www.WiscoRowingHistory.org

1906 Season

Andrew O'Dea
Coach
Andrew O'Dea
  Beverly B Burling
Captain
Beverly B Burling
 
 Results | Summary | Photos | W Winners 

Season Results

IRA 4

Season Summary

Coach O'Dea spoke of the joy he had in getting the opportunity to coach the frosh in the fall. The last frosh practice in the fall of 1905 was November 28th .

March 1, “in an obvious effort to encourage further gifts for their program, the rowing team (still under student auspices, rather than the university) announced that a rich lumberman and U.S. Congressman, Isaac Stephenson of Marinette, had given $500 for a new motor launch so that coach O'Dea could travel alongside the crews as they practiced.”

Despite Mr. Stephenson's gift, on March 15, 1906 , coach O'Dea announced his resignation “explaining that he had been frustrated by the rowing program's failure to secure necessary equipment and facilities.” The UW administration described it as, “Following an athletic department re-organization in 1906, Coach O'Dea resigned and was succeeded by Edward Ten Eyck.”

Through April, 1906, student Crew Commodore Cudworth Beye (UW '06), who six months earlier had engaged Frank Lloyd Wright to design a supplementary boathouse (see “Boathouses” in the chapter “Rowing at Wisconsin”) on the Yahara River, personally raised and encouraged campus group benefits to collect $1,800 in subscriptions to send the crew to the Poughkeepsie Regatta. For the same event, the Columbia University crew had raised $11,000.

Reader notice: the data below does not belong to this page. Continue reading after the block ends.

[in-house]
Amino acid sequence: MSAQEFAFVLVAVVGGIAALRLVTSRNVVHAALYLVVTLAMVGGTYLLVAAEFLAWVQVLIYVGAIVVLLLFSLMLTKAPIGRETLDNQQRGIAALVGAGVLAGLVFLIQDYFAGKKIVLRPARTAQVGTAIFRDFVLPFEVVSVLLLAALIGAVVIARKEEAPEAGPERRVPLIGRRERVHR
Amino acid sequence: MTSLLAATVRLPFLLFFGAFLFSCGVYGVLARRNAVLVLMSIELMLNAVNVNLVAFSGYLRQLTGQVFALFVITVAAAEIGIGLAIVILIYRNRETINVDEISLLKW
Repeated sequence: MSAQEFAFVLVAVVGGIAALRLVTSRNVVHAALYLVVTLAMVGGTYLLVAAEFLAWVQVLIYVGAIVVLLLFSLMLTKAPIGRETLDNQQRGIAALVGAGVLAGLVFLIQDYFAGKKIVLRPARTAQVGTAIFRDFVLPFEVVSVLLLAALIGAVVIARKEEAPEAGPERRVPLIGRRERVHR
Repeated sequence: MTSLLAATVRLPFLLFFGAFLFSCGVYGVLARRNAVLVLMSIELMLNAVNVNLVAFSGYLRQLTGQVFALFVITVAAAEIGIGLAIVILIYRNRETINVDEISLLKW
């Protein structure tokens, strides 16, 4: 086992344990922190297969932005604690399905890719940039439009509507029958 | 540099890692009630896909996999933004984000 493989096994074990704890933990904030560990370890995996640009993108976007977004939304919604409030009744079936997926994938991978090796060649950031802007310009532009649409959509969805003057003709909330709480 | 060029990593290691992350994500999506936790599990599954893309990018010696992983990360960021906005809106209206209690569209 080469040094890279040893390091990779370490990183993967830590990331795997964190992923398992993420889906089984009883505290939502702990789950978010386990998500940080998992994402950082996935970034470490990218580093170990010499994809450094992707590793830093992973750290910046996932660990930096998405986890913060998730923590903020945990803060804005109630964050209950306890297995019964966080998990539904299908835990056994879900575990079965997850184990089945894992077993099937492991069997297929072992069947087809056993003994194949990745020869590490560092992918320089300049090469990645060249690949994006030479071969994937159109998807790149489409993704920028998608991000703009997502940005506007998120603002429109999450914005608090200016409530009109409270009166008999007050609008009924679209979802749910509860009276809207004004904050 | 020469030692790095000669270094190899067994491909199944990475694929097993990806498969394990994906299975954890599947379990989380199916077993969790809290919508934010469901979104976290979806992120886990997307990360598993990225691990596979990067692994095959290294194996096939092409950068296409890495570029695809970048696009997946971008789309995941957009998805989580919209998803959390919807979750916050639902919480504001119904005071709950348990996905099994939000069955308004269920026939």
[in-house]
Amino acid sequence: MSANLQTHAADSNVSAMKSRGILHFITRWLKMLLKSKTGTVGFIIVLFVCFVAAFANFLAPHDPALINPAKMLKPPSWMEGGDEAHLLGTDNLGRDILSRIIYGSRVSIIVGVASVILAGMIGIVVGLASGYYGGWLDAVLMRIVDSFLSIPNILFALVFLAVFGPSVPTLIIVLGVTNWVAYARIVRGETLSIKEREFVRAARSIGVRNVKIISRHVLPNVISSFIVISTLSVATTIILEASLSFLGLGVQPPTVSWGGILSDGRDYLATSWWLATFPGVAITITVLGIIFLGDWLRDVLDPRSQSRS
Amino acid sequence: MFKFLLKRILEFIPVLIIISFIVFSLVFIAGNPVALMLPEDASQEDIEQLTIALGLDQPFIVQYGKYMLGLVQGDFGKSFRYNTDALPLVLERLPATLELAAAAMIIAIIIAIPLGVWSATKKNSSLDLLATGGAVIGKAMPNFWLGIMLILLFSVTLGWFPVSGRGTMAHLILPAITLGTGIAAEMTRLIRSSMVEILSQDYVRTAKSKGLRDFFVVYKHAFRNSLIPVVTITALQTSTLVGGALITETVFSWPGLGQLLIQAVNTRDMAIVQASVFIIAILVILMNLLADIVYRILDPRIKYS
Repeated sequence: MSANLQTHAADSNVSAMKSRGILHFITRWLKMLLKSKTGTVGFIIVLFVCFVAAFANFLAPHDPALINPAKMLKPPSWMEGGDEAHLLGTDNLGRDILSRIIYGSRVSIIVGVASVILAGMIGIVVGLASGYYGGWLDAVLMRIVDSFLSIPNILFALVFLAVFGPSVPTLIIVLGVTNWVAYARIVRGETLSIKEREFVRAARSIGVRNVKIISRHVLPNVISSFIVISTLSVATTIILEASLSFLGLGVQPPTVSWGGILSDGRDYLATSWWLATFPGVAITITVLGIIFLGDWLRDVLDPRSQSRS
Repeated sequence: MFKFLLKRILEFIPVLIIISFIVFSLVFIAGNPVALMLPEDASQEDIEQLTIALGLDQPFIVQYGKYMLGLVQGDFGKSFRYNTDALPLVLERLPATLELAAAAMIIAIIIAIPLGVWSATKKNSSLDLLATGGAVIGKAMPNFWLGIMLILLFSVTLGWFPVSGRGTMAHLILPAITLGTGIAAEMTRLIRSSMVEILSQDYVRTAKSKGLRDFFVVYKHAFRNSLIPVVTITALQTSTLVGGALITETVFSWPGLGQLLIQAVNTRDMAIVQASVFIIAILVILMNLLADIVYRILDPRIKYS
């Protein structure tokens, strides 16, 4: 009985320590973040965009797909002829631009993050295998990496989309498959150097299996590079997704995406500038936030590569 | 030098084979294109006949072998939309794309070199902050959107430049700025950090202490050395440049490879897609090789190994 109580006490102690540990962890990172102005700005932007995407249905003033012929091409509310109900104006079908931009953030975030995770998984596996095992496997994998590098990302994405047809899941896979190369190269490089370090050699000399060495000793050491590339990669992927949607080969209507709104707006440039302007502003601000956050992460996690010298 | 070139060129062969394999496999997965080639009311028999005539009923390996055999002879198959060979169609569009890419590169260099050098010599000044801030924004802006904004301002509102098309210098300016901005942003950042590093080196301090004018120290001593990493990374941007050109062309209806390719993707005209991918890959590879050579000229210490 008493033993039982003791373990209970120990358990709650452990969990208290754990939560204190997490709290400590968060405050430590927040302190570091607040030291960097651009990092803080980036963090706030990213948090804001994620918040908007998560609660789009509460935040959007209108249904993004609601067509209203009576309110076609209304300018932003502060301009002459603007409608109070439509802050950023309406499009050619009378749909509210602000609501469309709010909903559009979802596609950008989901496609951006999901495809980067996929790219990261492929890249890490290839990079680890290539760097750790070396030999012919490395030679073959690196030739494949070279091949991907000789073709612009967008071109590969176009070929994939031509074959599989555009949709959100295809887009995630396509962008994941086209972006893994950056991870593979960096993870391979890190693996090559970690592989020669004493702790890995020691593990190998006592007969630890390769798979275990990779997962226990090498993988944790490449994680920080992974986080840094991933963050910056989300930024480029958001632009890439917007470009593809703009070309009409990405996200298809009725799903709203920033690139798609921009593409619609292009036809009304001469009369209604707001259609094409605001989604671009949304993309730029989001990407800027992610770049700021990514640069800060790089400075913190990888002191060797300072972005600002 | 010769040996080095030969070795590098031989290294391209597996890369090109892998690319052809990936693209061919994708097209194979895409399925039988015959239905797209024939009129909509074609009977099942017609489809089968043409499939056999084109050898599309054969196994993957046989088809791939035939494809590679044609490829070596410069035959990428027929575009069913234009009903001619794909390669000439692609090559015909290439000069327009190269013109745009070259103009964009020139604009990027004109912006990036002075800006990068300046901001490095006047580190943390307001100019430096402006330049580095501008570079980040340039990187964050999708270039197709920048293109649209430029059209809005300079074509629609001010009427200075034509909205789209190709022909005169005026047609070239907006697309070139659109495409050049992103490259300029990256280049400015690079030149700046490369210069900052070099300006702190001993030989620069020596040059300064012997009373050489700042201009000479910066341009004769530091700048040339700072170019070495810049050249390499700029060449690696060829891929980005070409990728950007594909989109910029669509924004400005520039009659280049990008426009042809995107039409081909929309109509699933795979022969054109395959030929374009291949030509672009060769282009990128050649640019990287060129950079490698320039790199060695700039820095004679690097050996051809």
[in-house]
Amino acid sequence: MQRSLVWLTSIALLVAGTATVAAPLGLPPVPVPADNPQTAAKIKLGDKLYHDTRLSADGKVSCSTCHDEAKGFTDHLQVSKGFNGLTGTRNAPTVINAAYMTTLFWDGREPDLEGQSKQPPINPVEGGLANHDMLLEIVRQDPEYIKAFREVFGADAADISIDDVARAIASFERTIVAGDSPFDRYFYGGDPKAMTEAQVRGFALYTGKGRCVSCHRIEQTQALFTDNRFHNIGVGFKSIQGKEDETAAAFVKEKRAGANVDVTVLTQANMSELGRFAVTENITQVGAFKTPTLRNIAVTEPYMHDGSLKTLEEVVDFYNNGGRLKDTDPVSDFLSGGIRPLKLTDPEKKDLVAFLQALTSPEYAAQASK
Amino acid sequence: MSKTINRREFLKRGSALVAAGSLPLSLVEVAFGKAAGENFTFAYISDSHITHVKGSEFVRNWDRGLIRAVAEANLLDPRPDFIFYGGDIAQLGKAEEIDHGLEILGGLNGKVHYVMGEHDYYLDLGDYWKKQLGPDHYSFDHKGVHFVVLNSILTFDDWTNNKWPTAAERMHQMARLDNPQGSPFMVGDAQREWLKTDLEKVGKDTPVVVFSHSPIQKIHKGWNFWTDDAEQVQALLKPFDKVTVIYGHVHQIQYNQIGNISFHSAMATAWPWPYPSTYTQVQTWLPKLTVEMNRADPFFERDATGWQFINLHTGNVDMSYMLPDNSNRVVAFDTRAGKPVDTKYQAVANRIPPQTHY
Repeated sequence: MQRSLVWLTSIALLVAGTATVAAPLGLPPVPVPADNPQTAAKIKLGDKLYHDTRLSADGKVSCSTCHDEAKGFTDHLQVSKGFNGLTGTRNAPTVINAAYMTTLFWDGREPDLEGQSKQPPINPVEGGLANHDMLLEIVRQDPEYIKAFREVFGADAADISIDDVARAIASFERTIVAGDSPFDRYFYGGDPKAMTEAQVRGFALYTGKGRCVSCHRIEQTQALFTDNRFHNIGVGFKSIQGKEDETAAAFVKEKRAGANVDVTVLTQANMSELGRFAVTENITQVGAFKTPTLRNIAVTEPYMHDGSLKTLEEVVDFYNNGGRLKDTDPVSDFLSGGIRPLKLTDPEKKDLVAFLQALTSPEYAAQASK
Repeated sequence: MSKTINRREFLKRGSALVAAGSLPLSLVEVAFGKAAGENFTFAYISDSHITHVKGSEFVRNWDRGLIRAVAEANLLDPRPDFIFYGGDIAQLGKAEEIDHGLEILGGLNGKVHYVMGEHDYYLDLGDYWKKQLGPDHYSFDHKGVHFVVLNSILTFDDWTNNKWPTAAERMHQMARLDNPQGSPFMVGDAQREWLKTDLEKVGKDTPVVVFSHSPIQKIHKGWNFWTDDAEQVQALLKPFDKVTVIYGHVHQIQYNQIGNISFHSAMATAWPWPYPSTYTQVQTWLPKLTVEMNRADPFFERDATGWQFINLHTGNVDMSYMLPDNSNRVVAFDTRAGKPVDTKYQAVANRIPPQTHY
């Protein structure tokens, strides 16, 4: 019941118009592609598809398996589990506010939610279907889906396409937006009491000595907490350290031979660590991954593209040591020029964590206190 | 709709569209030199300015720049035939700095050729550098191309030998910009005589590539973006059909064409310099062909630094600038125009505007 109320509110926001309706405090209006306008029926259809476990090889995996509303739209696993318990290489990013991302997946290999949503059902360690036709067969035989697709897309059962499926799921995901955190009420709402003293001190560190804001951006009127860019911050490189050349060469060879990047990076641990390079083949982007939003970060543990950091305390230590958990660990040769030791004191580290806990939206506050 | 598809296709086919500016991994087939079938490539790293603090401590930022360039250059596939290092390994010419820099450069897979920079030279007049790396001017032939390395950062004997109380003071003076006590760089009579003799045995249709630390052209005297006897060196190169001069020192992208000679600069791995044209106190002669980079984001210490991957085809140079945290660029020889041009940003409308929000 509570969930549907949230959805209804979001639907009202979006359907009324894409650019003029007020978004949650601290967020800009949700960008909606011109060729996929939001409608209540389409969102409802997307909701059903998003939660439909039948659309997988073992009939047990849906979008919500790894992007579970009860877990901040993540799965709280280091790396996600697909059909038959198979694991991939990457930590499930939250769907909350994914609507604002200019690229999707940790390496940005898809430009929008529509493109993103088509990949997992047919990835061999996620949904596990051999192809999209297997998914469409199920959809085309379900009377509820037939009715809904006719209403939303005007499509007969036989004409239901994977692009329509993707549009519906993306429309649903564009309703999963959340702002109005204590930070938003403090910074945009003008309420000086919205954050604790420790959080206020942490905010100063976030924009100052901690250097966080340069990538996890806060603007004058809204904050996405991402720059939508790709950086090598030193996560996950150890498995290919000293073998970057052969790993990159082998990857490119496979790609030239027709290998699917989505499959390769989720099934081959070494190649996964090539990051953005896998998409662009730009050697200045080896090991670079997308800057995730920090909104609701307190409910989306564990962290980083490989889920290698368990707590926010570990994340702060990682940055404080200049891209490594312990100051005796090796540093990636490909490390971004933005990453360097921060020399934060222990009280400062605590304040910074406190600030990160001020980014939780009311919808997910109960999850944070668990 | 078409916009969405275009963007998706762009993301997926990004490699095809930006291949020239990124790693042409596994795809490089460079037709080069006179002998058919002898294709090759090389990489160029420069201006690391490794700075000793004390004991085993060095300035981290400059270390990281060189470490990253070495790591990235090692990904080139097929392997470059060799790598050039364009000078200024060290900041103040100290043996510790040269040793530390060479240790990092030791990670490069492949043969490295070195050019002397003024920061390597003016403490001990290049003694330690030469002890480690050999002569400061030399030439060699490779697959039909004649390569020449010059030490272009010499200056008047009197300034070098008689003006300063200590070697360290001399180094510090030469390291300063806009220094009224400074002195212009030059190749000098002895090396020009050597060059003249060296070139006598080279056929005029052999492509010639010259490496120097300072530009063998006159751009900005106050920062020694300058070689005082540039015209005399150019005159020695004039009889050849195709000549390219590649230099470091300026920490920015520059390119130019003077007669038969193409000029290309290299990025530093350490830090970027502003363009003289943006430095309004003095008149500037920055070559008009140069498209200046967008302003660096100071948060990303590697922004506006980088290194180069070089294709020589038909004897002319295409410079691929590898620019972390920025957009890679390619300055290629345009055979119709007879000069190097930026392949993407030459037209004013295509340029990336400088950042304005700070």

On June 1, 1906 , according to a concert program titled "Crew Benefit Concert," featured the "Glee and Mandolin Clubs of the University of Wisconsin ." proceeds of the concert helped pay for the trip to Poughkeepsie Regatta.

On June 7, 1906, the UW freshmen (7:23) raced in Delafield, Wisconsin on a 1 ¼ mile course with a head wind (probably Lake Nagawicka) against St. John's Military Academy (8:15) and won by 8 lengths.

 

In the IRA's:

Without a coaching launch at Poughkeepsie, Cornell coach Charles Courtney, noting his crew and Wisconsin's would both be practicing on the same side of the Hudson River the morning of June 18, invited UW coach Andrew O'Dea to join him in the Cornell launch. O'Dea coached out of one side of the boat and Courtney out of the other.

The varsity eight finish was Cornell (19:36.8), Penn (19:43.8), Syracuse (19:45.2), Wisconsin (20:13.8), Columbia (20:15.6) and Georgetown ( 20:36 ).

The varsity four finish at the IRA's was Cornell, Syracuse , Columbia and Penn.

In the New York Times front page of June 24, 1906 , the freshman race was described, “Five freshman eights and a splendid lot of youngsters they were, too, appeared at the starting point for their two-mile race. Young Jim Ten Eyck, Jr. (the stroke for Syracuse freshman) was conspicuous in the stern of the Syracuse boat by the black cap he wore, being the only man to wear a head covering. His indomitable grit and the masterful stroke that he set and maintained throughout the exciting contest contributed materially to the victory of the crew.